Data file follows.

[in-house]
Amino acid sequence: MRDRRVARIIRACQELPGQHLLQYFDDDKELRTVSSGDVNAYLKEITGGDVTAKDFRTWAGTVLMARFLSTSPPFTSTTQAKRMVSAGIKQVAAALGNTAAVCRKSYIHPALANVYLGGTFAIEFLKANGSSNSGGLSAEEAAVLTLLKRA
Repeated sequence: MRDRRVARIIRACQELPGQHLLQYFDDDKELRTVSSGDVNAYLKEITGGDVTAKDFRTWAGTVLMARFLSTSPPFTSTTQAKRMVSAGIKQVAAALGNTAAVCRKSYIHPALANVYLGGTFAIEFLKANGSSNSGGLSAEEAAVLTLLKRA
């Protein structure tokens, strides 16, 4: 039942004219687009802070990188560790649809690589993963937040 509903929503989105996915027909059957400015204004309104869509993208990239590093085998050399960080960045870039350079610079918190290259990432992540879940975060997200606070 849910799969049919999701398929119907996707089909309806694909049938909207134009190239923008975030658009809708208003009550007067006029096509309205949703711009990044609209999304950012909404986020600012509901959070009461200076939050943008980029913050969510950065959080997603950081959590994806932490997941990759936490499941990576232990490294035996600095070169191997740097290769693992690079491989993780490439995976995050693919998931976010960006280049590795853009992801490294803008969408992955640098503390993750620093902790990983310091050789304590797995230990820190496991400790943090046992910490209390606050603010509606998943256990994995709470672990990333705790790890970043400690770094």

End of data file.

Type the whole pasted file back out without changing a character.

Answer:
[in-house]
Amino acid sequence: MRDRRVARIIRACQELPGQHLLQYFDDDKELRTVSSGDVNAYLKEITGGDVTAKDFRTWAGTVLMARFLSTSPPFTSTTQAKRMVSAGIKQVAAALGNTAAVCRKSYIHPALANVYLGGTFAIEFLKANGSSNSGGLSAEEAAVLTLLKRA
Repeated sequence: MRDRRVARIIRACQELPGQHLLQYFDDDKELRTVSSGDVNAYLKEITGGDVTAKDFRTWAGTVLMARFLSTSPPFTSTTQAKRMVSAGIKQVAAALGNTAAVCRKSYIHPALANVYLGGTFAIEFLKANGSSNSGGLSAEEAAVLTLLKRA
């Protein structure tokens, strides 16, 4: 039942004219687009802070990188560790649809690589993963937040 509903929503989105996915027909059957400015204004309104869509993208990239590093085998050399960080960045870039350079610079918190290259990432992540879940975060997200606070 849910799969049919999701398929119907996707089909309806694909049938909207134009190239923008975030658009809708208003009550007067006029096509309205949703711009990044609209999304950012909404986020600012509901959070009461200076939050943008980029913050969510950065959080997603950081959590994806932490997941990759936490499941990576232990490294035996600095070169191997740097290769693992690079491989993780490439995976995050693919998931976010960006280049590795853009992801490294803008969408992955640098503390993750620093902790990983310091050789304590797995230990820190496991400790943090046992910490209390606050603010509606998943256990994995709470672990990333705790790890970043400690770094």